–Administer medication and nutritional feedings

–Administer blood and blood products

–Administer chemotherapy to cancer patients

–Administer patient-controlled analgesics

–Keep a vein open for quick access


Whether performing a basic IV insertion procedure or varying the procedure in accordance with the patient’s condition or equipment available, the IV nurse’s competence in performing peripheral IV therapy should assessed periodically.

Variations in insertion techniques are common and may depend on devices available. An ongoing challenge, particularly for the less experienced nurse, is identifying available veins for venipuncture.

Closed Catheter Systems offer greater insertion success, increased protection against blood exposure and accidental needlestick injuries, simplified processes, and enhanced patient safety and satisfaction. Because the device is preassembled, there are fewer components involved and a reduced risk of in-use contamination. With a close Luer access port, the nurse can ensure needleless administration of fluid and medication, in addition to venous sampling. The system is totally closed to contamination, which has certainly facilitated safe practice.

Midline Catheters were introduced in the 1950s and have undergone several transmissions. Improvements in the early midline facilitated placement via a split-away plastic introducer. Currently, the design is 7 to 8 inches long and composed of polyurethane or silicone. The catheter maybe placed in the basilica, cephalic, or median cubital veins of the upper arm or antecutital area, with the tip residing in the cephalic or basilica vein in the upper portion of the arm. The midline catheter is designed for peripheral infusion of general IV solutions and medications and for venous sampling. The procedure should be performed using  sterile technique, and only by experienced nurses with excellent IV insertion skills, and then only after careful consideration of possible risks, including thrombosis, phlebitis, air embolism, infection, vascular perforation, bleeding, and catheter transection.

Sources: Plumer’s Principles and Practice of Intravenous Therapy by Ada Lawrence Plumer


Educate simplify Refund/Cancellation/Reschedule Policy:

A place in the class has been reserved JUST FOR YOU. We understand that situations beyond your control may arise, requiring you to cancel and reschedule a class. Please give at least 24 hours notice if you are unable to attend.NO PERSONAL CHECKS ACCEPTED.

There will be a 60% Refund fee for credit card and cash transactions if participant decides to cancel after the class schedule or when the class ended already and $40 Refund fee if cancelled before or during the class schedule.

We suggest you reschedule instead.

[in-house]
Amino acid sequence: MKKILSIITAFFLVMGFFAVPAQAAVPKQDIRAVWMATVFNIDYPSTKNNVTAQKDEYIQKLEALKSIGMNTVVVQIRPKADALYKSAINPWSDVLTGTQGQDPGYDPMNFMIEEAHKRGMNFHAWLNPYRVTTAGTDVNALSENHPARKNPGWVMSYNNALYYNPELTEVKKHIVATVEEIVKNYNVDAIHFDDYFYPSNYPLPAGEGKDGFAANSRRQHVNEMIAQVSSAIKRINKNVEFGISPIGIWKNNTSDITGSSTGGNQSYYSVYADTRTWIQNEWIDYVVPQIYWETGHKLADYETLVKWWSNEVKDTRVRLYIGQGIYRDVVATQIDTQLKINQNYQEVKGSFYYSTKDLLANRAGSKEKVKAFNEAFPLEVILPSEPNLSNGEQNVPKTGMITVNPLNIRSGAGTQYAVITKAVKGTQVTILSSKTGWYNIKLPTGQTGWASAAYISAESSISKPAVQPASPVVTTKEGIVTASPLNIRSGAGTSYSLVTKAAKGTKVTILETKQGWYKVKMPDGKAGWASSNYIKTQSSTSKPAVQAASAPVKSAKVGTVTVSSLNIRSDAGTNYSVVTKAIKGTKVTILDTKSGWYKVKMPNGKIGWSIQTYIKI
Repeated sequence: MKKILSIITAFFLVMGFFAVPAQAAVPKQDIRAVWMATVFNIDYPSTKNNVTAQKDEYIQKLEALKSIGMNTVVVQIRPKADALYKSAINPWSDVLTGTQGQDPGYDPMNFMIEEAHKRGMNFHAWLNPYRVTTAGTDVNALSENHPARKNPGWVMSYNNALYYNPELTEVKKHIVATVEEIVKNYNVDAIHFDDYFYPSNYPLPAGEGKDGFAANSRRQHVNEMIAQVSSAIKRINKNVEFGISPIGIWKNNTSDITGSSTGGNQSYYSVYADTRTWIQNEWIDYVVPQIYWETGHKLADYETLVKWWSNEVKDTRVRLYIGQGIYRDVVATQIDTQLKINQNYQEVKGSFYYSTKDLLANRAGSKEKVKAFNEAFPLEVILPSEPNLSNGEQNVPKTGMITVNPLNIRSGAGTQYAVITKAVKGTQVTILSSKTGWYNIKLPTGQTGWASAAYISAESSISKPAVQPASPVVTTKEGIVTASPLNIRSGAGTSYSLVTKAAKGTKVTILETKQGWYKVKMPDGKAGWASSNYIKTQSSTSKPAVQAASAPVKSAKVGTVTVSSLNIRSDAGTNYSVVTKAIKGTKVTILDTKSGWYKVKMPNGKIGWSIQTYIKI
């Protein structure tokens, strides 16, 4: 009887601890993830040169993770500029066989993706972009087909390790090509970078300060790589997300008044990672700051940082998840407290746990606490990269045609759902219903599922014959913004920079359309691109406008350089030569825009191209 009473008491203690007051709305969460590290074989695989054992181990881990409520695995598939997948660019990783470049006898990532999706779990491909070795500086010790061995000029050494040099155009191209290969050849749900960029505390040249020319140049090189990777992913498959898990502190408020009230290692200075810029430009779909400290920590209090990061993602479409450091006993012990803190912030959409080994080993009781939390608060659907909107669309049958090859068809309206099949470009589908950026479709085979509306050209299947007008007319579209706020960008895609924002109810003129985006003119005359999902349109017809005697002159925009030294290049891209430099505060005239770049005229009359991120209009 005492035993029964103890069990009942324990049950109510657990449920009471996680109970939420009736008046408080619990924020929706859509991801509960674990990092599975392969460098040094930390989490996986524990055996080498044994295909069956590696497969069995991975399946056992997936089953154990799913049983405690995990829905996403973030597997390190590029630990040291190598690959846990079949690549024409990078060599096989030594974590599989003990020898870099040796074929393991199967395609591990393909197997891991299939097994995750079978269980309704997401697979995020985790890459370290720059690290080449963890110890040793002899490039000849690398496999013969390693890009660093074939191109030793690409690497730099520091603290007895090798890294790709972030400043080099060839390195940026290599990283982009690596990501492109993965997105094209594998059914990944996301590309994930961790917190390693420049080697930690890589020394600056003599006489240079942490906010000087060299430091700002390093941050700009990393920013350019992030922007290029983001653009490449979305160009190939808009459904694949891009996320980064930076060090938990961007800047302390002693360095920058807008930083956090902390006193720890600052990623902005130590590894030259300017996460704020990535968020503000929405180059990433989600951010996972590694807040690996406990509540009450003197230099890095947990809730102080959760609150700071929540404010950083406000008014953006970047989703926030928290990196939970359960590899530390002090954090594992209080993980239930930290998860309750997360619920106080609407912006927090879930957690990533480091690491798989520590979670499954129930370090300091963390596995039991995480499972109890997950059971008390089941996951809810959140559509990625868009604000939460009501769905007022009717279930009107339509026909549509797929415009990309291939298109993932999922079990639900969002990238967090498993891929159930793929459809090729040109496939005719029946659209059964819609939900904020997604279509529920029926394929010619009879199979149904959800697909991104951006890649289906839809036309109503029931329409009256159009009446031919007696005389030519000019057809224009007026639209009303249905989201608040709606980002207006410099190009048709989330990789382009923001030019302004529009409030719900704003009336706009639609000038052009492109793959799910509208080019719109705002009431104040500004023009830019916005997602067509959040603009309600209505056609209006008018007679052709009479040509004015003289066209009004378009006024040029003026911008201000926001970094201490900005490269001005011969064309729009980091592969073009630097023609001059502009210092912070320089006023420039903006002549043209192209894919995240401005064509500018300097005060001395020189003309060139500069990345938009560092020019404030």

Class must be rescheduled within 60 days (Provider Courses).

To cancel and/or reschedule a class, please call  213 300 5045 or email us at info@educatesimplify.com
CreativeResol-ve Educational Company provides American Heart Association CPR BLS Provider and Instructor certifications and renewals throughout Southern California including Orange County, LA County, San Diego County, and Riverside County, as well as, San Luis Obispo County and Sacramento County.

How to Insert an IV Cannula Like a Pro

Finding a good vein might be difficult for some, and even harder for others. However, the fear of failing at insertion of IV cannula must not stop the nurse from trying to start an IV line, as this is part of her duties as a nurse. If you feel jubilant when you see a good vein and hit it at first shot but feel so depressed when you cannot hit your vein after several attempts, that is normal. That’s a sign that you are a nurse who is thinking of your patient’s welfare and is continuing to improve your skills.

Below are some tips that may help you with IV insertion:

  • Feel, don’t just look- Some nurses most especially the noobs will go for the most visible vein. However, these veins are very close to the surface and will blow easily; deeper veins are often stronger, less fragile veins. First, try to palpate veins with your fingers tips and feel around for a springy feeling vein. It might feel like pressing down on an under inflated balloon, it will “bounce” a little under your fingers. Select the largest vein that you can find. Once you have a found a nice big, bouncy vein follow it up about an inch or two and make sure it feels pretty much the same all the way up.
  • Anchor well and use a solid traction- Once you’ve found your site, place a thumb a few inches distal to the site and pull traction. During this time, the patient should feel a firm pressure. Finding a spare digit to help advance the catheter off the needle can be hard with one hand busy pulling back on the skin. However, this should not be an excuse to let go of traction at the moment of advance. Maintain that traction till the catheter is fully advanced.
  • Don’t go too deep- The closer the needle approximates the actual angle of the vein, the easier it will be to land the tip inside the vein where you want it.
  • The catheter goes forward- the needle does not go back- once you’ve achieved proper needle placement and you’re ready to advance the catheter make sure that the hand holding the needle does not move. Instead, the catheter needs to advance forward off the needle and the needle does not move backward out of the catheter.
  • Learn from your mistakes- The master was once a student. Do not shy away or avoid IV insertions because of your failed tries. Learn what you can from the failed IV attempt and put things in the past and don’t let them affect your next attempt.